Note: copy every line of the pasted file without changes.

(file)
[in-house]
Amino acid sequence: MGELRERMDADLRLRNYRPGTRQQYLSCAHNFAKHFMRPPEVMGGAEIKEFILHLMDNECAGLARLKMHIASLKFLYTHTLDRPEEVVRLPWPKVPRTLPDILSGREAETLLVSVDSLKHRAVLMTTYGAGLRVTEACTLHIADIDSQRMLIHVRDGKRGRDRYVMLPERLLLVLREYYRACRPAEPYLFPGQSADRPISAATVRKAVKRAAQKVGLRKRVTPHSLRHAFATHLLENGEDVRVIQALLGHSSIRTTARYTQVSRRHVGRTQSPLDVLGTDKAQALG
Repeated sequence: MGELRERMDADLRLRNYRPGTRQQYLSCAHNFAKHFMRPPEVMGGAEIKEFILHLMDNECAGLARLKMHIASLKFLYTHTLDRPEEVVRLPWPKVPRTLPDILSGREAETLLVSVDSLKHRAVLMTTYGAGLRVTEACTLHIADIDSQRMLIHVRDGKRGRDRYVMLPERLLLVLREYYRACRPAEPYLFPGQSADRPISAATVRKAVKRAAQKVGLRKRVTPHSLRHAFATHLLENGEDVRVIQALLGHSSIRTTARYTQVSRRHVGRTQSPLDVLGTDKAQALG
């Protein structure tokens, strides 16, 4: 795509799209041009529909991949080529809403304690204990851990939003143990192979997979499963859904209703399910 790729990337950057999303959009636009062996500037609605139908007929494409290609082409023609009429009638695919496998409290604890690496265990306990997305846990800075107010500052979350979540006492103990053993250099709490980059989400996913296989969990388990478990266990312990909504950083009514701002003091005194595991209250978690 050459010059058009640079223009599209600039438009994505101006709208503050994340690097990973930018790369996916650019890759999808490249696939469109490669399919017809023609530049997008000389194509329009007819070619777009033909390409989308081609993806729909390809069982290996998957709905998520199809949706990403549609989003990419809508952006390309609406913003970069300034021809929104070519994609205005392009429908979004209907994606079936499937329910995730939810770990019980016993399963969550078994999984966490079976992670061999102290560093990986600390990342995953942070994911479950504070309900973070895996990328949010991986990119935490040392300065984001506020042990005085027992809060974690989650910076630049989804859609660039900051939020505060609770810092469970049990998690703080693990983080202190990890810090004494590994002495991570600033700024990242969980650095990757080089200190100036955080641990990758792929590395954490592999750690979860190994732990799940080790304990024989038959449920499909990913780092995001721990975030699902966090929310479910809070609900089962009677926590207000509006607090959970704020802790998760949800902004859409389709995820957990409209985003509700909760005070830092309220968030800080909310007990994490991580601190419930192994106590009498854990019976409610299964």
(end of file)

[in-house]
Amino acid sequence: MGELRERMDADLRLRNYRPGTRQQYLSCAHNFAKHFMRPPEVMGGAEIKEFILHLMDNECAGLARLKMHIASLKFLYTHTLDRPEEVVRLPWPKVPRTLPDILSGREAETLLVSVDSLKHRAVLMTTYGAGLRVTEACTLHIADIDSQRMLIHVRDGKRGRDRYVMLPERLLLVLREYYRACRPAEPYLFPGQSADRPISAATVRKAVKRAAQKVGLRKRVTPHSLRHAFATHLLENGEDVRVIQALLGHSSIRTTARYTQVSRRHVGRTQSPLDVLGTDKAQALG
Repeated sequence: MGELRERMDADLRLRNYRPGTRQQYLSCAHNFAKHFMRPPEVMGGAEIKEFILHLMDNECAGLARLKMHIASLKFLYTHTLDRPEEVVRLPWPKVPRTLPDILSGREAETLLVSVDSLKHRAVLMTTYGAGLRVTEACTLHIADIDSQRMLIHVRDGKRGRDRYVMLPERLLLVLREYYRACRPAEPYLFPGQSADRPISAATVRKAVKRAAQKVGLRKRVTPHSLRHAFATHLLENGEDVRVIQALLGHSSIRTTARYTQVSRRHVGRTQSPLDVLGTDKAQALG
């Protein structure tokens, strides 16, 4: 795509799209041009529909991949080529809403304690204990851990939003143990192979997979499963859904209703399910 790729990337950057999303959009636009062996500037609605139908007929494409290609082409023609009429009638695919496998409290604890690496265990306990997305846990800075107010500052979350979540006492103990053993250099709490980059989400996913296989969990388990478990266990312990909504950083009514701002003091005194595991209250978690 050459010059058009640079223009599209600039438009994505101006709208503050994340690097990973930018790369996916650019890759999808490249696939469109490669399919017809023609530049997008000389194509329009007819070619777009033909390409989308081609993806729909390809069982290996998957709905998520199809949706990403549609989003990419809508952006390309609406913003970069300034021809929104070519994609205005392009429908979004209907994606079936499937329910995730939810770990019980016993399963969550078994999984966490079976992670061999102290560093990986600390990342995953942070994911479950504070309900973070895996990328949010991986990119935490040392300065984001506020042990005085027992809060974690989650910076630049989804859609660039900051939020505060609770810092469970049990998690703080693990983080202190990890810090004494590994002495991570600033700024990242969980650095990757080089200190100036955080641990990758792929590395954490592999750690979860190994732990799940080790304990024989038959449920499909990913780092995001721990975030699902966090929310479910809070609900089962009677926590207000509006607090959970704020802790998760949800902004859409389709995820957990409209985003509700909760005070830092309220968030800080909310007990994490991580601190419930192994106590009498854990019976409610299964």